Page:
Scott Cacciola of the Memphis Commercial Appeal:  “Last summer, before the start of his senior season at Pittsburgh, Sam Young lugged an air mattress and some sheets across campus to the Petersen Events Center, where the team practices and plays games. He walked to a back corner of the locker room and inflated his bed. Young lived there for a month, the idea being that he could work out whenever he so chose. Foul shots after breakfast? Laps for lunch? Outside jumpers before dinner? It was the sort of monastic lifestyle that suited Young, who described basketball as his ‘love’ and his girlfriend as his ‘mistress.’ ‘And she knows that,’ he added last week. Young, a 24-year-old forward, was the Grizzlies’ third and final pick in last month’s NBA Draft, but perhaps the most intriguing. A third-team All-American at Pitt, where he ranks fourth on the all-time scoring list, Young has long been known for his work ethic and his determination. At 6-6 and 210 pounds, he plays basketball in a minor key, all angst and controlled rage, motivated by those who had underestimated him, written him off, ignored him.”

Tony Mejia for The Oklahoman:  “In the third quarter of Tuesday’s 91-88 loss against Indiana, Oklahoma City rookie James Harden dribbled into the frontcourt and was swarmed by Pacers hopefuls Trey Johnson and Anthony Smith, getting the ball ripped away and losing possession. Harden immediately threw himself to the floor and atoned for his mistake, tying up Johnson and then winning the ensuing jump ball. It’s that attitude and hustle that landed him in Oklahoma City, endearing him to GM Sam Presti and his front office staff. The 20-year-old Harden is a fighter, making him the perfect fit for a team trying to carve out an identity as an intense, defense-oriented outfit that will fight you for every inch. Diving on the floor for a loose ball is nothing alien in a summer league setting, but the guys typically doing it are chasing contracts and hoping to catch somebody’s eye. Harden, who scored 19 points in his first career start for the Thunder, is virtually assured a spot in Scott Brooks’ rotation. He didn’t need to risk a floor burn, but felt he couldn’t afford not to.”

Don Seeholzer of the Pioneer Press:  “Like Ricky Rubio’s contract situation, the Timberwolves’ coaching search is an ongoing process, and it’s still too early to say how or when either will end. Two Spanish newspapers reported Tuesday that lawyers for Rubio offered his Spanish team more than $3 million to let the Wolves’ No. 1 draft choice out of the final two years of his contract. El Periodico and El Mundo Deportivo reported that the club, which has rejected a $4 million offer from Rubio’s representatives, will consider the proposal this morning during a meeting of its board of directors. Earlier Tuesday, Wolves president of basketball operations David Kahn again referred any buyout questions to Rubio’s agent, Dan Fegan, who hasn’t been returning phone calls. Kahn did say the Wolves aren’t receiving as many trade offers for Rubio as they did after the June 25 draft, when they followed that selection by taking another point guard, Jonny Flynn of Syracuse.”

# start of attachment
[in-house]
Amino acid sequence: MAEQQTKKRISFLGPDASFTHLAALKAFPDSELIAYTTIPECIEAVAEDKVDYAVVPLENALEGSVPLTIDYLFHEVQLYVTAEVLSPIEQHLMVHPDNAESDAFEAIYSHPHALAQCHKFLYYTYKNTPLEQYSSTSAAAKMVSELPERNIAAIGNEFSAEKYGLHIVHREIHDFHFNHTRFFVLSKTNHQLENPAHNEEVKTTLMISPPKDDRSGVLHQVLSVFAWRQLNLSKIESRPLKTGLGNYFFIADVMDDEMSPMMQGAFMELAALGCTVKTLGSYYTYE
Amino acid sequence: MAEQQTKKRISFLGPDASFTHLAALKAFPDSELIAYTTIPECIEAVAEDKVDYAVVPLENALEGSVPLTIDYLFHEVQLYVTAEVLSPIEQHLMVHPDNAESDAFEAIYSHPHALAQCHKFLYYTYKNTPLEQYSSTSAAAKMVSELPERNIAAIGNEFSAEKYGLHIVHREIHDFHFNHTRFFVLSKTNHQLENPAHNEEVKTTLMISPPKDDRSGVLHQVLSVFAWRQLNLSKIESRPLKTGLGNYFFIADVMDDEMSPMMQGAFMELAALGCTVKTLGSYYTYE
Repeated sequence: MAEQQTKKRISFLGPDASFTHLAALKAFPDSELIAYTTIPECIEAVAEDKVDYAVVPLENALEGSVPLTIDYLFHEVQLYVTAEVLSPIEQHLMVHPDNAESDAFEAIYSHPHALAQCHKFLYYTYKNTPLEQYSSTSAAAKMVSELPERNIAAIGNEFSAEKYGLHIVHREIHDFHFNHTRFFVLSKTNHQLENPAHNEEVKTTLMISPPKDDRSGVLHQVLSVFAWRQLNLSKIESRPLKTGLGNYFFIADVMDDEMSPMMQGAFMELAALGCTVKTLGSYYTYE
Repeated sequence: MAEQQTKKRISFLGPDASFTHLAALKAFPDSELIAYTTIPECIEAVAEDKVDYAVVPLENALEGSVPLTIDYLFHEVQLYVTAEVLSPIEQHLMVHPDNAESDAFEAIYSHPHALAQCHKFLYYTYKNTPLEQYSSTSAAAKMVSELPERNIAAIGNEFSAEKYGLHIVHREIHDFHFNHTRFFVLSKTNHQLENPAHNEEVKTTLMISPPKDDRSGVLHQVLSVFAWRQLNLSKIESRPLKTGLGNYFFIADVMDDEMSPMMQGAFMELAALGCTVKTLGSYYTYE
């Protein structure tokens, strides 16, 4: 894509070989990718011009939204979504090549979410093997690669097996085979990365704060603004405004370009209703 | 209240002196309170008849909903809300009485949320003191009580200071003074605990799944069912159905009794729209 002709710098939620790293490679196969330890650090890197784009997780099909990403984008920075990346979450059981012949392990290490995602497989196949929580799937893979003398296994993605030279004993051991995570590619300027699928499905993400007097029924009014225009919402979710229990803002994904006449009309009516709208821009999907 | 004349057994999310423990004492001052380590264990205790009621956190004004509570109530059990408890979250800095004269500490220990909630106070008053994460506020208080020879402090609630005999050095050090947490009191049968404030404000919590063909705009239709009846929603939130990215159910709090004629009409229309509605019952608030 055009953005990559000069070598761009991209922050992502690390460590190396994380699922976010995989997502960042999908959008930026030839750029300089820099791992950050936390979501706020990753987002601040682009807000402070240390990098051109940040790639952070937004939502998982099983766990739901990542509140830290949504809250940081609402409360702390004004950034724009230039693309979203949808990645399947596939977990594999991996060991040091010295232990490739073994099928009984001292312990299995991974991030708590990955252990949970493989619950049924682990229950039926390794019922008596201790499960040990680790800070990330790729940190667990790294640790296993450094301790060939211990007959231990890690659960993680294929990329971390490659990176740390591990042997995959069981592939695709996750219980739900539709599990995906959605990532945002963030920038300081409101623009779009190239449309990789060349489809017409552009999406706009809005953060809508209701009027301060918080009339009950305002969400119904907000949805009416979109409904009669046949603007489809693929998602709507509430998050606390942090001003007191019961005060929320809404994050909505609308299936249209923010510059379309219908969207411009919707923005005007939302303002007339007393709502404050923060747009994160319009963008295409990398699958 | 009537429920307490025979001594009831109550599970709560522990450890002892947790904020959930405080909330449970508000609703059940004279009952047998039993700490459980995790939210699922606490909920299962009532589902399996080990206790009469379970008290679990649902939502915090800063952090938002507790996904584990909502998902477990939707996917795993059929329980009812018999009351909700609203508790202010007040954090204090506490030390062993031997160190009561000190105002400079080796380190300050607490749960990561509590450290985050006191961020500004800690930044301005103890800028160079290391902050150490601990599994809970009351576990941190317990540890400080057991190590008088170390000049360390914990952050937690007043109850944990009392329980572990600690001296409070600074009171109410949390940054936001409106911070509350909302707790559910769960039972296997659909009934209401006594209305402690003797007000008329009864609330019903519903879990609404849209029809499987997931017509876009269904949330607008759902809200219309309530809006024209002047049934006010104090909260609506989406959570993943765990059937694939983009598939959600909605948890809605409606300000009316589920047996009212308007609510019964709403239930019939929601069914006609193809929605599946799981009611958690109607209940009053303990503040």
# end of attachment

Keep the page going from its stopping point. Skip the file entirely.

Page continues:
Rick Bonnell of The Charlotte Observer:  “You know that prediction I made that the Charlotte Bobcats would make the playoffs next season? I might need a mulligan on that one. Most anyone in the know in the NBA would endorse the reasoning that if you’re not getting better, you must be getting worse. In the face of what the Washington Wizards and Toronto Raptors are doing, the Bobcats got worse the past few weeks. The Raptors and Wizards both finished behind the Bobcats last season – the Raptors with two fewer victories, the Wizards with 16 less. Since then, the Wizards effectively exchanged the fifth pick for veterans Mike Miller and Randy Foye and the Raptors came to terms with Orlando free agent forward Hedo Turkoglu. Meanwhile, the Bobcats have done nothing to address that lack of depth at power forward.”

Michael Rosenberg of the Detroit Free Press:  “So John Kuester is nearing a deal to be the Pistons’ next head coach. Are you excited? Are you a Kuester booster? Do you have Kuester-itis? Have you called your friends in Los Angeles and San Antonio and New York to ask how jealous they are? Are you kidding me? Um, yes. Kuester is about as low-profile as a coaching hire can be. And I don’t know if Kuester is the right guy. Heck, I thought Michael Curry would be the right guy based on everything people had told me about him, and you know how that went. But the Pistons were choosing from a pool of talented candidates with obvious flaws. Doug Collins is a passionate genius — but also a perpetual burnout case. Avery Johnson has a great resume — but also a reputation for letting his ego overwhelm his personal relationships. And the Pistons’ last candidate, Celtics assistant Tom Thibodeau, is considered a brilliant basketball nut who has earned a head-coaching chance – but he has a reputation for being better in the film room than the locker room.”

Kelly Dwyer of Yahoo! Sports:  “John Kuester’s most recent, and most famous role was of Mike Brown’s offensive coordinator with the Cavaliers last season, a season that saw the team jump from 19th (and a very ugly 19th, at that) in offensive efficiency to fourth last season with Kuester joining Cleveland’s ranks. Yes, the Cavaliers enjoyed a solid season from new addition Mo Williams, LeBron James improves, and the club also got a full year’s run out of Delonte West; but the shape of the Cleveland offense was markedly different with Kuester on board, something you couldn’t completely pin on personnel changes and internal development. Kuester had these guys in the right places. Or did Brown have them in the right places? I guess we’ll find out in 2009-10. Delicious.  The team that Kuester is inheriting is not a championship contender, but it could rank among the best offensive sets in the NBA by year’s end.”


One Response to “The Fundamentals”

  1. Sports Satire Says:

    What are the Wolves doing with their coaching search?? Maybe they should go without one.

    Timberwolves Coaching Search Over; Feel They Can Still Suck Without One